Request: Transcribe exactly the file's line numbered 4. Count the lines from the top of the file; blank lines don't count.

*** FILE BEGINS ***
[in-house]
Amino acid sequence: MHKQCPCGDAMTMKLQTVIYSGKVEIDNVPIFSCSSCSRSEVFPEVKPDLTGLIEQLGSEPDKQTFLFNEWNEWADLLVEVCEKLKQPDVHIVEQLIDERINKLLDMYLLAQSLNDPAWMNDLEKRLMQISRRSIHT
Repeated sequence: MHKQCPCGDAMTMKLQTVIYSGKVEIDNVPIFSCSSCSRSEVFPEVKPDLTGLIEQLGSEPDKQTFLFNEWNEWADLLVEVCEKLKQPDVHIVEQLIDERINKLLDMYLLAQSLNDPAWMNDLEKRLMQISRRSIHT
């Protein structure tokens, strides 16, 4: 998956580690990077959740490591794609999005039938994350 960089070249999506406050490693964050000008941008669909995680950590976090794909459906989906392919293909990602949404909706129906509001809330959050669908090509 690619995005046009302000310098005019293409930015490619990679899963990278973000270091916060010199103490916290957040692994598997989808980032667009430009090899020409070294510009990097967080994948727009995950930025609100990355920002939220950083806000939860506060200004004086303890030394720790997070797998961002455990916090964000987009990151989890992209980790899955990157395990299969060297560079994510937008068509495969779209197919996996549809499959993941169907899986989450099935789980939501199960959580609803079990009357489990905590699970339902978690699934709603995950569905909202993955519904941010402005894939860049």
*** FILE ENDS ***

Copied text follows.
């Protein structure tokens, strides 16, 4: 998956580690990077959740490591794609999005039938994350 960089070249999506406050490693964050000008941008669909995680950590976090794909459906989906392919293909990602949404909706129906509001809330959050669908090509 690619995005046009302000310098005019293409930015490619990679899963990278973000270091916060010199103490916290957040692994598997989808980032667009430009090899020409070294510009990097967080994948727009995950930025609100990355920002939220950083806000939860506060200004004086303890030394720790997070797998961002455990916090964000987009990151989890992209980790899955990157395990299969060297560079994510937008068509495969779209197919996996549809499959993941169907899986989450099935789980939501199960959580609803079990009357489990905590699970339902978690699934709603995950569905909202993955519904941010402005894939860049």